Informal consultation of the Open-ended Intergovernmental Working Group on the Right to Peace

On Friday, January 30th, IIMA attended the Informal Consultation with the Chairperson-rapporteur, Christian Guillermet-Fernandéz, of the Open-ended Intergovernmental Working Group on the Right to Peace.  The Human Rights Council decided in its resolution 20/15 of July 5, 2012, to establish this working group with the mandate of progressively negotiating a Draft United Nation declaration on the Right to Peace. This informal meeting took place exactlybefore the third session of the Working Group occurring next April 20. The session collected current opinions of States and NGOs in order to find out points of convergence to proceed with the elaboration of this draft text. During the first part of the meeting many States (Guatemala, Egypt, Cost Rica, Brazil, Mexico, Uruguay, Russia, Venezuela, Indonesia, Algeria), International Organizations and NGOs expressed their support to the Chairperson’s work, congratulating him and highlighting the importance of the right to peace as a prerequisite to all other rights established in international human rights instruments.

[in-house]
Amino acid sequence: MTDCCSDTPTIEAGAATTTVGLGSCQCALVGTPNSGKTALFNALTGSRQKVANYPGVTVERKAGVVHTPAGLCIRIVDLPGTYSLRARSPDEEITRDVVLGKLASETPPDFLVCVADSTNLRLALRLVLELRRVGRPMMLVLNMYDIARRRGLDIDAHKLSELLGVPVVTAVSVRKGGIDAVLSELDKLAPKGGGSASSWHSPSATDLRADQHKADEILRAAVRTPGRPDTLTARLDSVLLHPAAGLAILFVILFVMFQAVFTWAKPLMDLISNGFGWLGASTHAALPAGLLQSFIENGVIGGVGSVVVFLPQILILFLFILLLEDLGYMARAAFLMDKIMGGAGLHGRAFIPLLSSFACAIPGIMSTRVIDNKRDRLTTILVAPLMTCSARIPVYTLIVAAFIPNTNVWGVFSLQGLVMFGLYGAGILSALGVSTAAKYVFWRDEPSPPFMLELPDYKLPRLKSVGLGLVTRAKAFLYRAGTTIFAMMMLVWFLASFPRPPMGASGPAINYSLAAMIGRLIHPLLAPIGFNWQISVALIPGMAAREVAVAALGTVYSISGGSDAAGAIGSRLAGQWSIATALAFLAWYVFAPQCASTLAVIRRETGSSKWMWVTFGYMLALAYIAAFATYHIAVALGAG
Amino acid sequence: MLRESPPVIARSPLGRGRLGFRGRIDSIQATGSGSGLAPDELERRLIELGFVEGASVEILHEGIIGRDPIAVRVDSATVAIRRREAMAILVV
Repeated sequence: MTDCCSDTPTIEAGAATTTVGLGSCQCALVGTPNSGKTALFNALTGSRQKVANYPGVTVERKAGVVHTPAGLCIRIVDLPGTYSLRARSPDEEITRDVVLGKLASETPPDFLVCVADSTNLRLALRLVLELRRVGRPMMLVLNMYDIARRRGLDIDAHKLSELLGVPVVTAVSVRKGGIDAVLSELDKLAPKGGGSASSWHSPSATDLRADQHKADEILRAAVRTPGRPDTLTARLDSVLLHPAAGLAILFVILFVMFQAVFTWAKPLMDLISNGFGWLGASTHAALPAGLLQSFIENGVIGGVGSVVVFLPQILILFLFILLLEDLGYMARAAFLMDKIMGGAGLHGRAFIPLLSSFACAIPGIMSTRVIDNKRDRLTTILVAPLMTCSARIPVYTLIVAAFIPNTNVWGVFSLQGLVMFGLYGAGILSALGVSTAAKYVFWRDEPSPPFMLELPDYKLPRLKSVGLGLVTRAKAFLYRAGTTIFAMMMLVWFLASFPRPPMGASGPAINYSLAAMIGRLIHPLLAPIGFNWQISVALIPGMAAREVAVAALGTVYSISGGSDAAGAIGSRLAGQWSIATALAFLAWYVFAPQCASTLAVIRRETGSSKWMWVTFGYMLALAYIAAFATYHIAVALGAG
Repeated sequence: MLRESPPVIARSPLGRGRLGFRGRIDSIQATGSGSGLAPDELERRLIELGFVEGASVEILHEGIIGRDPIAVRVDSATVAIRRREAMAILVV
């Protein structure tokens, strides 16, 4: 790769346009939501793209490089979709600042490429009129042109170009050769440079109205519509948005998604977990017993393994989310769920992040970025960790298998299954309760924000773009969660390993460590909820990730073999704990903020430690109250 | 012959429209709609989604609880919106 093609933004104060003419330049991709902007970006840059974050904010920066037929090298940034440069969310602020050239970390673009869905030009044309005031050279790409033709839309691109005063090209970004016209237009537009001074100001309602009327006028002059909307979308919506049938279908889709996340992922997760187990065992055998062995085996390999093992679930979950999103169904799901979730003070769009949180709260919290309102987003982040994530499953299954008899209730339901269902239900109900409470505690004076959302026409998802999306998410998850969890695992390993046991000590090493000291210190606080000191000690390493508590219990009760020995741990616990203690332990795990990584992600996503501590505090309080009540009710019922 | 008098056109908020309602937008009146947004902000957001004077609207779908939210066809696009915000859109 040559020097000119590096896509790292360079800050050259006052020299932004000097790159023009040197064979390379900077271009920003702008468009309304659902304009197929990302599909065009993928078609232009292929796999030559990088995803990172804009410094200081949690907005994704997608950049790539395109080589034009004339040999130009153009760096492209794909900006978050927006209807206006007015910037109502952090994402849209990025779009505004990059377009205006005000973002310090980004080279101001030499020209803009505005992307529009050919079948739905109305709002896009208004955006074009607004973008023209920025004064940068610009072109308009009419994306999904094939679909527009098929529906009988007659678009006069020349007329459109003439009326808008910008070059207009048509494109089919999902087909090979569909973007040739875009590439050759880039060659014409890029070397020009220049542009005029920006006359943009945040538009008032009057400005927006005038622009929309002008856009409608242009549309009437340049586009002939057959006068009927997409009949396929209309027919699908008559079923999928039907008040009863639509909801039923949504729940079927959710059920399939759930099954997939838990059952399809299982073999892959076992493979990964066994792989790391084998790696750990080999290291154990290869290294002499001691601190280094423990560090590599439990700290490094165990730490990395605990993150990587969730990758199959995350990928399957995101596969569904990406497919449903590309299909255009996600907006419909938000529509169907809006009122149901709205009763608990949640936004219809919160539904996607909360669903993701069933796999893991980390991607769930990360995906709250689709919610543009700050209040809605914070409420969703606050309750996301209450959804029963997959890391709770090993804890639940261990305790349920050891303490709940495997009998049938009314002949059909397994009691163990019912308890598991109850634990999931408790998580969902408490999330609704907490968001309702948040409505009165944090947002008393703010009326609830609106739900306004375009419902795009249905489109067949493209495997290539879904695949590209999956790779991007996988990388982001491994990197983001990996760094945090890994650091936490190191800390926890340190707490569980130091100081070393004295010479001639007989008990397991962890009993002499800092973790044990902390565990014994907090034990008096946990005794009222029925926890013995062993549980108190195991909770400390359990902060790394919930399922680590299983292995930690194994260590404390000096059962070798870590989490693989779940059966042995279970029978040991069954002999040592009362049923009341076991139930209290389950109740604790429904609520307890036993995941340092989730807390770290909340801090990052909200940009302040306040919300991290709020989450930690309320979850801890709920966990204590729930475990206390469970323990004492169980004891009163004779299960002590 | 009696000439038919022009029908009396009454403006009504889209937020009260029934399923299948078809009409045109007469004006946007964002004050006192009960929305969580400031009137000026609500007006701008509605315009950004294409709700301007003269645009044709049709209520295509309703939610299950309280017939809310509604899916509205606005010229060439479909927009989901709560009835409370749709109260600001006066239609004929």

In particular, they sustained the existing connection between the right to peace, the right to life and the right to development. IIMA and other 19 NGOs, supported a joint Oral Statement, presented by the APG23 (Associazione Papa Giovanni XXIII) encouraging to present a stronger and more meaningful draft on right to peace at the next session of the Working Group. In fact, in order to seek consensus among States about the content of the text, a minimum draft Declaration composed of four articles -which do not take into account none of the elements considered essential by both the Advisory Committee and the international civil society- was submitted to the working Group last June. Even if many States consider the consensus approach the only way through which the Resolution could be really effective, the Chairperson-Rapporteur of the Working Group and some NGOs underlined the exhaustion of this approach, since the negotiation cannot proceed as long as some States refuse the very existence of the right to peace. The European Union and United States reaffirmed the lack of legal foundation for the right to peace in International Law. They align with the preference of a short and clear resolution focusing on the relationship between human rights and peace. During the meeting, the need of including in the preamble of the future text the importance of having friendly relations and cooperation among States also emerged. Furthermore, a discussion on the elimination of any kind of violence and disarmament, the adoption of a victim approach seems necessary to achieve the right to peace. A second joint statement, leaded by Papa Giovanni XXIII Association, with the support of IIMA, VIDES and other 41 NGOs, emphasized the duty of civil society to bring the voice of victims of armed conflicts and violence, remembering that the violation of any human right is a threat to peace. The outcome of the meeting gave the Chairperson-rapporteur the essential task to find a point of convergence in order to achieve consensus on the draft. If so, this would be a new milestone in the existing international legal framework to protect all human rights, particularly the right to life and the right to live in peace.